Inspired Artistic Temple Shot By Paul Barr
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iPhone 4S at an effective 35mm — 1/390 sec, f/2.4, ISO 64 — map & image datanearby photos
Outlying Temple Building
iPhone photo and processing by Paul Barr

Rarely does a photo take my breath away, but this rendition by Paul Barr does it every time I come across it. I don't know what it is about it, but if you'll excuse the pun, I'm really drawn to it.

Paul recently got an iPhone 4s, and to complement its camera he loaded a few photo-processing apps, and spent some time over coffee futzing with the apps to get a feel for them. He ended up with a jumbled mix of results, almost all of which are interesting (though one really creeps me out), but the one above really strikes me as exceptional. I intend to frame it for my wall.

The temple building itself is fairly generic and I didn't recognize it, but it turns out to be from our trip to the Jingoji Temple last month. Apparently I was standing next to Paul when he took the shot, though I was in the process of photographing a different building at the time.

Paul isn't sure which app he used to process the photo, but suspects it's PhotoForge2, an app that Stéphane Barbery recommended to him.

Paul normally shoots with a Nikon D3, but he was also using his iPhone at times because he wanted to get to know the iPhone camera. Frankly, after seeing the low-light prowess of my Nikon D700 I can't see myself ever using a point-n-shoot like the iPhone except when I don't have a “real” camera around, but Paul shows that skill, patience, and perhaps some luck can go a very long way.

Regardless of the source of the photo, there's also Paul's inspired processing. Paul says that he doesn't know whether it's luck or genius that he came up with this, but it's my guess that it's luck that allowed him to get there, and genius that allowed him to stop there.

I'd like to be able to do this kind of thing myself, but I'm scared for the amount of time it would take, and how I'd feel about the outcome. I've dabbled a bit with “artsy” processing from time to time, and usually feel that by the time I'm done that it's started to get a bit cliché. I think it's just lack of artistic confidence: I'm a scientific geeky guy, so “art” is totally foreign to me.

I do very much like the “artsy” art I printed for my home office (photos processed via Corel Painter Essentials, as written about last year and in 2007), and I think the “Impressionism in Lightroom” shots from last fall are impactful. Among other recent artsy-fartsy endeavors are “A Few Stylized Shots from Bunny Island” which I also like, and “Context for the Bamboo-and-Leaf Photo, and Some Crazy Post-Processing” which perhaps was more useful for the experience than the results.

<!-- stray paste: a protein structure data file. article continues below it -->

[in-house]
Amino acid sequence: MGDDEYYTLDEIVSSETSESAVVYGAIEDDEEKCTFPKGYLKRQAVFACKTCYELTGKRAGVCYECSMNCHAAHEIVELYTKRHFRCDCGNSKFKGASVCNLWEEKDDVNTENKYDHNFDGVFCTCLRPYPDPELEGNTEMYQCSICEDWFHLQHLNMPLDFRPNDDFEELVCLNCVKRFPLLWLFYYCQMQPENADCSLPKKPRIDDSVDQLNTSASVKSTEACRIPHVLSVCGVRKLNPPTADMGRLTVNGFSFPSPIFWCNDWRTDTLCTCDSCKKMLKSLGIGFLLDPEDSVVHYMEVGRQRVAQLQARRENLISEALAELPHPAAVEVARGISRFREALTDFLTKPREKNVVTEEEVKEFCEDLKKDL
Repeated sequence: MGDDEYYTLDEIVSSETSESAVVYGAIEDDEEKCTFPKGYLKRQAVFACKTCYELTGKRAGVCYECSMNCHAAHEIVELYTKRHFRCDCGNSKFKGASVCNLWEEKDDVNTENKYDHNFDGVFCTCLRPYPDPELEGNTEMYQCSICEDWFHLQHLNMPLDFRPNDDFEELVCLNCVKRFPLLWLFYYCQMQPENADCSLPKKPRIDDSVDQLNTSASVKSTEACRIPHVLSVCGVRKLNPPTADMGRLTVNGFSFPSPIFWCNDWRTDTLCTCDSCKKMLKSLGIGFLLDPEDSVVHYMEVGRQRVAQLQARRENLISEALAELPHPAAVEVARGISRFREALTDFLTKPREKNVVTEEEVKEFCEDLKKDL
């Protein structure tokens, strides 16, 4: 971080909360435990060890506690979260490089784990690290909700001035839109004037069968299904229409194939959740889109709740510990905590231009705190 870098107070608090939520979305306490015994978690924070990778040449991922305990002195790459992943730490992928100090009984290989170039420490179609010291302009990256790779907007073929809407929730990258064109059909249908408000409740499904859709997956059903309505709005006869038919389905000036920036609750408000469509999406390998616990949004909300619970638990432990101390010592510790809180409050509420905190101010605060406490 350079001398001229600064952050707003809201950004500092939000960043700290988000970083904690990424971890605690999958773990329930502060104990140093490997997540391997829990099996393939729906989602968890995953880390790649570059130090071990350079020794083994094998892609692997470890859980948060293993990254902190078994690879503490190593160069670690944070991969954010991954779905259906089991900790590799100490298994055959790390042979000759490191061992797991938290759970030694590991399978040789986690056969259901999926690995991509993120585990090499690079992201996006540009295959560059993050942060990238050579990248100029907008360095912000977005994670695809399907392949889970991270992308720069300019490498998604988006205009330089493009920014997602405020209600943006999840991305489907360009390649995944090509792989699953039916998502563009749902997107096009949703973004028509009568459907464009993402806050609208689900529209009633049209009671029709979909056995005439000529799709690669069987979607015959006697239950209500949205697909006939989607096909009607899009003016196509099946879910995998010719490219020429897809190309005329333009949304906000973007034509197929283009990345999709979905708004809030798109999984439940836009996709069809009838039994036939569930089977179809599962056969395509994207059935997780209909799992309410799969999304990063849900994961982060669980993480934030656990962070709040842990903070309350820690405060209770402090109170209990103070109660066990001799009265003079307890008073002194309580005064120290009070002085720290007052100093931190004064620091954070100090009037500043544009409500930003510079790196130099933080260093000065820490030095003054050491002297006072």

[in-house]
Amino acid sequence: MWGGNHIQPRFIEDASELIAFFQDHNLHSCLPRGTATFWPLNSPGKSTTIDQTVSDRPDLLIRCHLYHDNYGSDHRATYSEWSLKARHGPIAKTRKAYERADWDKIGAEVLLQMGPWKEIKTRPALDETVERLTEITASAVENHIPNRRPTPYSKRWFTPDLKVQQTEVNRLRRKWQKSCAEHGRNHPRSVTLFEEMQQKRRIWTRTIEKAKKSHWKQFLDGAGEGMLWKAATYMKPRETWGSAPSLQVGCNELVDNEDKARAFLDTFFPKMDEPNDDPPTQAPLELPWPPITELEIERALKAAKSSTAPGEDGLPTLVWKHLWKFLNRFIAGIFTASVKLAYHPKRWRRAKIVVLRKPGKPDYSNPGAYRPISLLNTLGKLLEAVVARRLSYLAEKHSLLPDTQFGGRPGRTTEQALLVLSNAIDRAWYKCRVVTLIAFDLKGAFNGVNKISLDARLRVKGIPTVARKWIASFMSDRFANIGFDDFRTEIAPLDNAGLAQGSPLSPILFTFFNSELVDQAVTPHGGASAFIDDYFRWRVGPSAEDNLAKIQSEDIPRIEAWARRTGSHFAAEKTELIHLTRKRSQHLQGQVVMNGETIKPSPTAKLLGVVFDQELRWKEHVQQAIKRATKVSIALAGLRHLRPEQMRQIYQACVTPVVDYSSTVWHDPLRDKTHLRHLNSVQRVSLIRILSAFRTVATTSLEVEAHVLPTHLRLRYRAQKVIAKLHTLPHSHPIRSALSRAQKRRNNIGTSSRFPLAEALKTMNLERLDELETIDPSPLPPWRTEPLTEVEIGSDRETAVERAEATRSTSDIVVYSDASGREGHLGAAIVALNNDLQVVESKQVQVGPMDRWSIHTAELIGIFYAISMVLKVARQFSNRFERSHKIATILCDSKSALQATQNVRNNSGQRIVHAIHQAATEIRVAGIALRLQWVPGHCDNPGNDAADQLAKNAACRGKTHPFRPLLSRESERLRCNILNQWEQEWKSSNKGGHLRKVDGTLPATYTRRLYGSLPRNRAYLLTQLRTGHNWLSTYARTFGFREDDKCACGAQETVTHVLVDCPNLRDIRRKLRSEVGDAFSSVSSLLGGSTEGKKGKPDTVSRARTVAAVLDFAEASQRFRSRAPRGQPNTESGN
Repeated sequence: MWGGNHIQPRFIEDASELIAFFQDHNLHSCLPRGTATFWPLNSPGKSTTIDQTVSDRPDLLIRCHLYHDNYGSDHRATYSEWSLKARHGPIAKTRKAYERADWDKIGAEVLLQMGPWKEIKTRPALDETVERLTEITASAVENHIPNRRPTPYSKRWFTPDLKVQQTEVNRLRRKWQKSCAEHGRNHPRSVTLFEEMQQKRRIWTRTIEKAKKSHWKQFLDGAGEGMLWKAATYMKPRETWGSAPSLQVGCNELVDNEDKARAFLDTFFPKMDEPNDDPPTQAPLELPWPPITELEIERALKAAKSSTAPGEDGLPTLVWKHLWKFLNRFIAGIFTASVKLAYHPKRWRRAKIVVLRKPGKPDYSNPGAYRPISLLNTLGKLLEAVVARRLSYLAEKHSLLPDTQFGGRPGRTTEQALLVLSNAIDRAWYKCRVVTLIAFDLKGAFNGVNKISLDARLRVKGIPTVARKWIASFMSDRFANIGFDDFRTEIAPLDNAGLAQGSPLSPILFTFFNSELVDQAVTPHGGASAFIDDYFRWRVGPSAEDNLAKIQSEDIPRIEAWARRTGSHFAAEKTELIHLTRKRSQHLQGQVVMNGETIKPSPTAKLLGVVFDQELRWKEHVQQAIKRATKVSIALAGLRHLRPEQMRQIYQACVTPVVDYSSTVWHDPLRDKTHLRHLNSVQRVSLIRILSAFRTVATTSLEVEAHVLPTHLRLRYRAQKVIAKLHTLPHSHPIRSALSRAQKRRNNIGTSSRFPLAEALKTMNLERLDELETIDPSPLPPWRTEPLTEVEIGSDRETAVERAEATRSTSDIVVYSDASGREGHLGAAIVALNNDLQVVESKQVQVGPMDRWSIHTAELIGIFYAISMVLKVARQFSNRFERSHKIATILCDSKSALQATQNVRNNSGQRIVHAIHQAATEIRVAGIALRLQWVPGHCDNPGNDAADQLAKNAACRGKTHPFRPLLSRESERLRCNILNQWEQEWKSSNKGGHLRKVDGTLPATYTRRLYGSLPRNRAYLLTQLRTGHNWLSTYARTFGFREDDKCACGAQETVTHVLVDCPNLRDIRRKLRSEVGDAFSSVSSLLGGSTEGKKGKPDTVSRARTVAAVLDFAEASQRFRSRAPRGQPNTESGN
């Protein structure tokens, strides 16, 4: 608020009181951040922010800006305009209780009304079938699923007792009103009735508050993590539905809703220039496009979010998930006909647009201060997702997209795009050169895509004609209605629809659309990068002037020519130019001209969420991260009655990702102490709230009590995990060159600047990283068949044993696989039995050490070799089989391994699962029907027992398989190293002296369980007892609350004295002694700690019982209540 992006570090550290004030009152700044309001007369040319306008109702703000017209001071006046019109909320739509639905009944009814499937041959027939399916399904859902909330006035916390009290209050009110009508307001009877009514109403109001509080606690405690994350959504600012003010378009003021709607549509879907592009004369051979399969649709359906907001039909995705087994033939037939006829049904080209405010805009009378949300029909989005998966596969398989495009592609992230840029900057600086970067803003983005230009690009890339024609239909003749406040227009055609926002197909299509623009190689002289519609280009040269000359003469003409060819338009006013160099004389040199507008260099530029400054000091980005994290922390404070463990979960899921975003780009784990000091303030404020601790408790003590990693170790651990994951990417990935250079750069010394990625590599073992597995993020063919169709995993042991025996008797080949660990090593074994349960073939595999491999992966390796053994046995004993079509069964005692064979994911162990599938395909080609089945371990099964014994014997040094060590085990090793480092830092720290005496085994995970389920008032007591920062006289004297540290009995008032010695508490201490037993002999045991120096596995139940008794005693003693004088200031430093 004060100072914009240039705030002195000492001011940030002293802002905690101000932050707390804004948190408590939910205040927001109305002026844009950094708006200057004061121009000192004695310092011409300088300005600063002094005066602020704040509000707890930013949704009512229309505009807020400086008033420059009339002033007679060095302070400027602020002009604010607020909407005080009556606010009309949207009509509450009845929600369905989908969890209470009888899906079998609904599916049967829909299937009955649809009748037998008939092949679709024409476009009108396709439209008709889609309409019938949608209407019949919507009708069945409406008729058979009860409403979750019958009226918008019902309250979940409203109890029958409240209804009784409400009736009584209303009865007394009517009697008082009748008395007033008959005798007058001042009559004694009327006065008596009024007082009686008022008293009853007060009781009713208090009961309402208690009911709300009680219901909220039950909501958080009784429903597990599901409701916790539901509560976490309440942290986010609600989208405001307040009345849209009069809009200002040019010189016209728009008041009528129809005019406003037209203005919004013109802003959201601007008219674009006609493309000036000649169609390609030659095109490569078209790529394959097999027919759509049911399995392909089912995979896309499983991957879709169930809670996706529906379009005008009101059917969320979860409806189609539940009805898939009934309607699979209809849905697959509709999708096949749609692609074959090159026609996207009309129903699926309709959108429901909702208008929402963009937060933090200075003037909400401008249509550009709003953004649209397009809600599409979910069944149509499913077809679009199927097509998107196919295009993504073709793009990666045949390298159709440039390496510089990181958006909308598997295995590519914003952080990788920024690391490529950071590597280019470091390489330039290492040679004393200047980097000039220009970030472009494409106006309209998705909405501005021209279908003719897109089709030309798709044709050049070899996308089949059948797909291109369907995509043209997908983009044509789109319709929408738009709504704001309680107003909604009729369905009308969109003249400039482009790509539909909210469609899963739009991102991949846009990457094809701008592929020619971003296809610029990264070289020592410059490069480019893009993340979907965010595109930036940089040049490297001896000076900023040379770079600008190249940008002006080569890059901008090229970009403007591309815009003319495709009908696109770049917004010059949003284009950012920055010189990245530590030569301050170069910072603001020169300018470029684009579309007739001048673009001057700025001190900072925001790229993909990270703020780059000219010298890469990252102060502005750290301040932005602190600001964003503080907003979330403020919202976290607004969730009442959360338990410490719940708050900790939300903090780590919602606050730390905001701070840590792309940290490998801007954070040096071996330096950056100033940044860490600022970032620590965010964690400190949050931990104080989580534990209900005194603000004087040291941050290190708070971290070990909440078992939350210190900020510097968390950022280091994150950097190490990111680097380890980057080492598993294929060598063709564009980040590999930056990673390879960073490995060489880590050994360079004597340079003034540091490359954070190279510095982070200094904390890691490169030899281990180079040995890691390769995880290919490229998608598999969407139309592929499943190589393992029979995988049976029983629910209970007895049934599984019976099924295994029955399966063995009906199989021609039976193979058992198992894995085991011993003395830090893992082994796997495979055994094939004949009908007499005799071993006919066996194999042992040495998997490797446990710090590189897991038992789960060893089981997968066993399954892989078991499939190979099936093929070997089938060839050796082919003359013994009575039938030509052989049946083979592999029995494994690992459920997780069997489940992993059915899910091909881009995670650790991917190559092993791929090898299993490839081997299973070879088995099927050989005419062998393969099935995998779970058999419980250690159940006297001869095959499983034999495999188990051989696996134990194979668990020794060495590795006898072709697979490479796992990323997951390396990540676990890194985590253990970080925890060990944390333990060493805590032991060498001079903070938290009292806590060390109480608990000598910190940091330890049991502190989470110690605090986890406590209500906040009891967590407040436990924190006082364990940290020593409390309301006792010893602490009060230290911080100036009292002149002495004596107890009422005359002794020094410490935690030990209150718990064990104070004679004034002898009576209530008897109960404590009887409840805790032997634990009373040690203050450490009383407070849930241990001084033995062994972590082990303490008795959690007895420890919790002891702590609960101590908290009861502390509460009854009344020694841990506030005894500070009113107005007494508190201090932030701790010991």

Then there's the whole realm of black & white processing, which is much more complex and artistically varied than you could possibly imagine if you've never really looked into it. I use it sparingly (of note recently here, here, here, and here), but if you want to get an idea for just how complex it can be, watch Martin Bailey's walk-through of Silver Efex Pro, a B&W conversion application by Nik Software. I have resisted getting it because my head would explode at all the possibilities, and I have enough on my plate as it is.

Update: Paul put up the original photo from which the result above was derived.

All 4 comments so far, oldest first...

Well I’m knocked out with it too.
Just fantastic.
Well done iPhone plus human futzing!!!

— comment by Annie in London on January 5th, 2012 at 4:50am JST (12 years, 6 months ago) comment permalink

Hi Jeffrey,

I don’t know why (I am not a techie) but when I tried to look at the original photo by clicking on the link, I just got an error message on Google telling me I don’t have access to the site??? Anyway, I’m just astonished at the quality of the photo—from an iPhone!

It didn’t have permissions set right, sorry. I’ve updated the link to one that will work now. —Jeffrey

— comment by Marylis on January 5th, 2012 at 12:58pm JST (12 years, 6 months ago) comment permalink

Your phrase “…it’s luck that allowed him to get there, and genius that allowed him to stop there” says a lot in a few words. As to Silver Efex Pro 2, you really should try it. I promise your head will not explode.

— comment by David C. on January 5th, 2012 at 10:49pm JST (12 years, 6 months ago) comment permalink

Thanks for fixing the link as it got me a bit too. Hmmm and isnt the pencil just so much richer than the “real” thing!
Congrats to Paul B and thanks for posting it up Jeffrey.

— comment by Annie in London on January 6th, 2012 at 4:26am JST (12 years, 6 months ago) comment permalink
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